Just back from an amazing trip for Uganda (we’ll discuss that country other day) and together with my fellow travelers and in order to continue enjoying the wonders of this continent, we decided autoregalarnos a cycle of African cinema. Black Africa, because North Africa has another good selection of films like Casablanca or undoubted quality Babel among others.
We have prepared a list of the best films set in Africa, and these are the ones we selected. Also, for the best quality of movies, we highly recommend you to watch series on project free tv.
Gorillas in the Mist
Coming back from Uganda, could not be another. Sigourney Weaver gets into the skin of Dianne Fossey , an American zoologist who struggle for preservation of the last mountain gorillas. Nominated for several Oscars and incredible photography, brings us the real story of this defender of animals. Probably without the commitment of this woman, today we could see these primates in their natural habitat.
One of my favorite and chilling true story that took place during the genocide Hutu -Tutsi movies. The hotel manager in Kigali Hotel Des Mille Colines, an ethnic Hutu, thanks to his charisma and certain bribes get shelter to all Tutsis, Hutus chased by soldiers, come to takerefuge in his hotel. This story is just one brushstroke of the terrible events in 94 and both the international community and the UN itself chose to look the other way.
The Last King of Scotland
Other peliculón developed in Uganda. Mixes reality and fiction. Tells the life (fictitious) young Scottish doctor of Ugandan dictator Idi Amin (real), embodied in Forest Whitaker , and whose role won a deserved Oscar, Golden Globe and BAFTA. Chilling the end.
Out of Africa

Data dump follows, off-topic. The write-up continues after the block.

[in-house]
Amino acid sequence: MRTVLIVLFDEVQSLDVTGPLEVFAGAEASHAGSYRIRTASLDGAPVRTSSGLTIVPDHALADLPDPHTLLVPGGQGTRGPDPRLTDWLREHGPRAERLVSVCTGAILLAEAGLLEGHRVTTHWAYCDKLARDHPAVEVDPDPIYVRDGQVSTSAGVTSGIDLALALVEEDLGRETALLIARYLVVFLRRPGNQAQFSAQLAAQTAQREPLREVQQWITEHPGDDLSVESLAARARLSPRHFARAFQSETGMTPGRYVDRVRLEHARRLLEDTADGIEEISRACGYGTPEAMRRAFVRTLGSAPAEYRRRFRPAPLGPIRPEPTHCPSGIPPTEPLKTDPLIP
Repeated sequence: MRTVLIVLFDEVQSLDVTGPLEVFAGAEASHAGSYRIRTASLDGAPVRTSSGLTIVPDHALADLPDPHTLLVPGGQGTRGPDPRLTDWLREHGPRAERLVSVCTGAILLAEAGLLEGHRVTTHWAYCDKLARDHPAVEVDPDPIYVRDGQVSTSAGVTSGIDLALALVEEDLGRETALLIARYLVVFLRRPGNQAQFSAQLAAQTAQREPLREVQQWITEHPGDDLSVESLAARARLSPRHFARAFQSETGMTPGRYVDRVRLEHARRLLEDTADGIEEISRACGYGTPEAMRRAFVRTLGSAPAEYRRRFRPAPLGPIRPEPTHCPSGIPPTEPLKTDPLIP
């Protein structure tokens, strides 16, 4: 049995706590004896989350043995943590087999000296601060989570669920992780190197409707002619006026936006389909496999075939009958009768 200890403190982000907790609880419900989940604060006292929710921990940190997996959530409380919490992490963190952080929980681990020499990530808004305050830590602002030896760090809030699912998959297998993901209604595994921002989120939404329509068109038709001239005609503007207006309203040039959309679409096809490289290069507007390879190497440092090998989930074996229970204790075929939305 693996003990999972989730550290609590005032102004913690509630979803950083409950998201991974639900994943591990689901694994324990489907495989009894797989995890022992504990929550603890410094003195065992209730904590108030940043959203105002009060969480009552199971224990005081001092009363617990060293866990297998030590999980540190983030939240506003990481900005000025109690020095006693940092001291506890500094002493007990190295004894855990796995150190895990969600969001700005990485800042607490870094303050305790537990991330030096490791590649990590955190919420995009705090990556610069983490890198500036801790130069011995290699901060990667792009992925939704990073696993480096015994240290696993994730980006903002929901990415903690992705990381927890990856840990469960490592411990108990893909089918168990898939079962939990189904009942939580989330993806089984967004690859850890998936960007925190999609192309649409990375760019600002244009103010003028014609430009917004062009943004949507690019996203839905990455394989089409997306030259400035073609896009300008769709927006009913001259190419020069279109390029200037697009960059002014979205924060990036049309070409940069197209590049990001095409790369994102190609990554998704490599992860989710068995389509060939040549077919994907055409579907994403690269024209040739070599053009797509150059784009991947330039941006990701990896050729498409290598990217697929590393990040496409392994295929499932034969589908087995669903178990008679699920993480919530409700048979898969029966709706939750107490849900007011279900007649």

Probably the great classic of African cinema. It starring Meryl Streep and Robert Redford, is based on the book by writer Danish Karen Blixen , who after a marriage of convenience is to live on a coffee plantation in Kenya. There she meets the hunter Finch Hatton (Michael Douglas) who makes him regain the joy of living. Winner of 7 Oscars, is definitely a must for movie lovers Africa.
The Constant Gardener
Movie -denuncia based on the book by John Le Carré on the atrocities of the pharmaceutical industry, which no doubt try drugs in humans for profit. When Justin Quayle (Ralph Fiennes), he discovers that his wife Tessa (Rachel Weisz), has been murdered while investigating a web of corruption in the pharmaceutical industry, began its own investigation.
The demons of the night
Another film based on real events, where the problems arose from the construction of the railroad to Mombasa, crossing the Kenyan park of Tsavo, the late nineteenth century are counted, and where a pair of lions killed several workers during the construction of a bridge. Among a professional hunter (Michael Douglas) and the project architect (Val Kilmer) trying to hunt them down. The film did not get very good reviews but is entertaining for a Sunday afternoon.
Another great film-complaint starring Leonardo DiCaprio and 5 Oscar nominations. The story takes place in the 90s in Sierra Leone where warlords and by employing slaves, diamonds mined riverbeds. The film is about the desperate quest to recover a large diamond buried by a fisherman and atrocities committed just over 10 years ago in West Africa.
The Gods Must Be Crazy
Sympathetic comedy where a Bushman of the Kalahari is a bottle of coke thrown from a plane. Thinking it is a gift from the gods, takes her to his village. The foreign object begin to be coveted by all and break the harmony of the tribe. Therefore, Xi, the protagonist decides to take her to the end of the known world and return it to the gods.
The Queen of Africa
Another classic of African cinema. During the First World War in German East Africa, an alcoholic sea captain (Humphrey Bogart) and a missionary (Katharine Hepburn) embark on the boat African Queen, in a dangerous journey through the Ulanga River to Lake Victoria escaping the German patrol boats.
Impressive documentary (subtitled in Spanish if you press CC) produced by an American NGO which has set a goal to catch in 2012 to Joseph Kony, warlord from Uganda that has enslaved more than 30,000 children using them as child soldiers. The success of this campaign on social networks has gotten great support from the international community and the government of the United States itself is working to catch this monster sooner.
Are many more films in the pipeline, such as Mogambo, Hatari !, White Hunter, black heart, Cry Freedom or King Solomon’s Mines. Or any other that has escaped me and I will be happy to incorporate the counsel them my film library. But I hope you enjoy this fine example of good cinema inspired by Africa.